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The Jewish Report Editorial

Beware the wolf in sheep’s clothing

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When we write a story that “names and shames” someone, we don’t do it lightly. The SA Jewish Report isn’t in the naming and shaming game, as such.

We’re a community newspaper, and if there’s an event that we need to tell people about that might humiliate people, we put a great deal of time and energy into the decision whether to use the names concerned. It’s always about sharing knowledge that’s in the community’s interest, and what it has the right to know. We don’t shy away from the truth, but our purpose isn’t to harm.

I’m sure you remember the story about the wedding during the COVID-19 pandemic, in which the simcha went ahead without concern for spreading the virus. It was during one of the most severe waves of coronavirus. There were people involved that laughed at the virus and later were angry that we wrote about it. We own that decision, but we didn’t name those concerned because we didn’t want to cause them harm.

We were well aware that there wasn’t one person involved who purposely wanted to make anyone sick. These were good people who wanted their simcha to be as they dreamed it would be.

This week, on our front page, we bring you the story of Martin Levick, who appears not to care about taking people’s life savings under false pretences and leaving them with next to nothing.

Apparently, he doesn’t seem to care whether they are close friends, part of his community, or people who will suffer greatly by losing their money. In fact, in some of the voice notes he sent to the “close friends” he allegedly fleeced, he went on about sharing Shabboses and how wonderful they were to his mother, all the while taking their hard-earned money.

Levick, the former chief executive of Genesis Capital investment house, was sequestrated in 2019, and at the time faced criminal and civil legal action for fraud.

He had homes in Houghton in Johannesburg and Clifton Beach in Cape Town, and drove cars that others only dream of.

Around that time, many creditors came forward claiming that Levick owed them tens of millions of rands, according to News24 through his “desperate and dishonest conduct”, “trickery”, and “fraudulent behaviour”. At the time, he denied defrauding anyone.

His trick was to convince people with money to invest with him. At the time, many of those who lost money had a lot of money.

You would imagine that with his name all over the mainstream media and as a result of losing a great deal of what he made, Levick would have learned his lesson. One imagines he would have acknowledged what he had done, and made amends. The man was part of this community, and many within it wanted to believe the best in him. Many saw him as having taken from the rich, so they could find it in themselves to forgive him.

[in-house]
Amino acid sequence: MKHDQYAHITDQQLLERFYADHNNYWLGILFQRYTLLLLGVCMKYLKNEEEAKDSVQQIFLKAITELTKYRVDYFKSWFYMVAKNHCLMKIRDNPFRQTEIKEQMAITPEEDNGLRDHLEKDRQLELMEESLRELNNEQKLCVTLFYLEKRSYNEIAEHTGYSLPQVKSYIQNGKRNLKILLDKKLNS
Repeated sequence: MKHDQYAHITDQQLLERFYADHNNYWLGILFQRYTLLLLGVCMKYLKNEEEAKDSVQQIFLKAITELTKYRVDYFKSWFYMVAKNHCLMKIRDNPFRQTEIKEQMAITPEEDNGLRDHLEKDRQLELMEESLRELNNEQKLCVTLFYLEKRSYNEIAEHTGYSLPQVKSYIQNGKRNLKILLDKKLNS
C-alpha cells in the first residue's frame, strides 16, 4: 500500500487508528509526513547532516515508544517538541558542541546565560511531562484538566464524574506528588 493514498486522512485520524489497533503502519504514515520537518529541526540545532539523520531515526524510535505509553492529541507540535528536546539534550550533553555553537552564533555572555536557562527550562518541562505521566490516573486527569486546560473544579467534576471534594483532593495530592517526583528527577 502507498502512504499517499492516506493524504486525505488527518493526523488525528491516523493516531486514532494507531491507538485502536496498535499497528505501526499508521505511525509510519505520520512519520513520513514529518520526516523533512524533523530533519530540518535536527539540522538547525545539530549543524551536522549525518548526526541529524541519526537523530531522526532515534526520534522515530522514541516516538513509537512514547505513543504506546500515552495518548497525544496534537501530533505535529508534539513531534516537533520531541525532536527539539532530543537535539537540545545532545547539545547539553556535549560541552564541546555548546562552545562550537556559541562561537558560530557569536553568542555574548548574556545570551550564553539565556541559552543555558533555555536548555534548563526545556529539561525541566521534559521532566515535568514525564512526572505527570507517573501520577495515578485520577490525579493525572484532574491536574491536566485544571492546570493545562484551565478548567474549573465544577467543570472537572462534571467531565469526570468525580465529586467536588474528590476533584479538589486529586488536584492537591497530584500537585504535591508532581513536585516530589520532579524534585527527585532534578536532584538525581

Only apparently, there was no amendment or apology.

Levick didn’t appear to see the error of his ways because unfortunately, it didn’t end there.

Instead, he decided it was okay to take from close friends, people who would trust him over what anyone said, people who believed they knew him well.

He took the very money they would be retiring on.

So, when we considered writing about Levick now, it was a no brainer. This man appears to be unrepentant and willing to con his own family friends out of their last cents.

As a newspaper, we feel strongly that we need to warn our community about such people. It’s incumbent on us to do what we can to ensure you don’t get conned.

If after you read this you still choose to go into business with Levick, that’s entirely up to you, but we believe it’s vital that we tell you what we know. And don’t for a moment think this is all of it. There are others who are still waiting to tell their story.

So, when people ask how we can cause such pain for the man’s family because they didn’t do anything wrong, our answer is, if Levick didn’t want his family to feel pain, he shouldn’t have done what he did.

He should never have blatantly lied to people about what he could do for them to enable them to retire comfortably, while leaving them with almost nothing.

I met the Michels family, and they are good people. Their only real failing is that they trusted Levick implicitly.

I do understand that sometimes there are people like the notorious Tinder Swindler, who make life look gilded. It looks so easy and spectacular that it is easy to get caught up in what they appear to offer. Few don’t want to live the high life. Few would turn down making money easily, with no hard work involved.

However, so often, we have to wake up and realise that nothing comes from nothing, no matter how much someone tries to make you believe that it does.

Con artists are a dime a dozen. Not all of them have the same ability to win people over and get them to hand over their money, however.

But we all need to take care that as money becomes tighter and harder to come by, we look after what we have. It’s easy to say, “Don’t look a gift horse in the mouth”, but I’m pleading with you not to do that.

We have many reputable and trustworthy financial advisors within our community, ask for help before handing over money.

Levick isn’t alone out there. Too many are trying to make a quick buck, some smarter or not so smart.

I’m no expert, but I caution us all not to get taken in, and if someone warns us to be careful of someone or a deal that looks too good to be true, trust them. Rather get your 5% interest and keep your money until your old age than lose it all in the hope of millions.

Shabbat Shalom!

Peta Krost

Editor

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